And this growing energy and excitement is not limited to the nonprofit organizations and policy advocates. By the close of the comment period, at least 100,000 individual consumers across the country had spoken out against forced arbitration in individual comments to the agency — outpacing comments critical of the rule several times over. This overwhelming push for reform echoes a recent national poll, which found that, by a margin of three to one, voters of all political parties support restoring consumers' right to bring class action lawsuits against banks and lenders.

Public officials and academic experts are also speaking up. More than 100 members of Congress have signed separate House and Senate letters, while 18 state attorneys general, state legislators from 14 states, and 210 law school professors and scholars have submitted comments in support of the rule.

Despite the weight of evidence, strong policy arguments and broad support for the CFPB's efforts, Wall Street and its corporate allies at the U.S. Chamber of Commerce are working furiously to hold on to their Get Out of Jail Free card. Opponents of the proposal hint at an eventual lawsuit challenging the Consumer Bureau's authority to act, notwithstanding the clear directive of the Dodd-Frank Act — and the massive hypocrisy of using the courts to rob consumers of the ability to use the courts.

Industry lobbyists are also urging their friends in Congress to halt the proposed rule. Just before the summer recess, the House passed an appropriations bill with a rider that would require the CFPB to essentially redo its three-year arbitration study before it could proceed. Meanwhile, as part of a plan to "repeal and replace" Dodd-Frank, Rep. Jeb Hensarling (R-Texas), chairman of the House Committee on Financial Services, wants to specifically strip the agency of its authority to act on forced arbitration.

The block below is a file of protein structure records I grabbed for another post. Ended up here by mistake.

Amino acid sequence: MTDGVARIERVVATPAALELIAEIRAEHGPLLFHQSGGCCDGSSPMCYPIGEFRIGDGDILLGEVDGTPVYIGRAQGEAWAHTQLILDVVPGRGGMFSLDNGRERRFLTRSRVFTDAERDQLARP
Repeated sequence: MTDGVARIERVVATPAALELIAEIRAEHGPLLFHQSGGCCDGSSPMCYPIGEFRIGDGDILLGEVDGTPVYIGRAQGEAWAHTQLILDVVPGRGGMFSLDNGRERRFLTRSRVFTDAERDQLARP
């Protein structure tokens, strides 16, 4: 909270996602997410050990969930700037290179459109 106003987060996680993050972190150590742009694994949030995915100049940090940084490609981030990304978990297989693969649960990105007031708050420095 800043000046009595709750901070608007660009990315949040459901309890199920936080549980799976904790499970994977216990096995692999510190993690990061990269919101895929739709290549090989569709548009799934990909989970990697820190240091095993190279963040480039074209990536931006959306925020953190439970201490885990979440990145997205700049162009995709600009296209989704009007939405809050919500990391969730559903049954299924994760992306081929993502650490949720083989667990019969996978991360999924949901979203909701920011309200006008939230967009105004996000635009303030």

The next few months will likely prove crucial to this ongoing fight to protect consumers' right to hold financial companies accountable. But the campaign against the rip-off clause is not simply a battle over fine print; it's a necessary step toward stopping Wall Street banks and predatory lenders from rigging our economy in their favor and padding their profits at the expense of the law and the public.

Gilbert is director of Public Citizen's Congress Watch and Donner is the executive director of Americans for Financial Reform.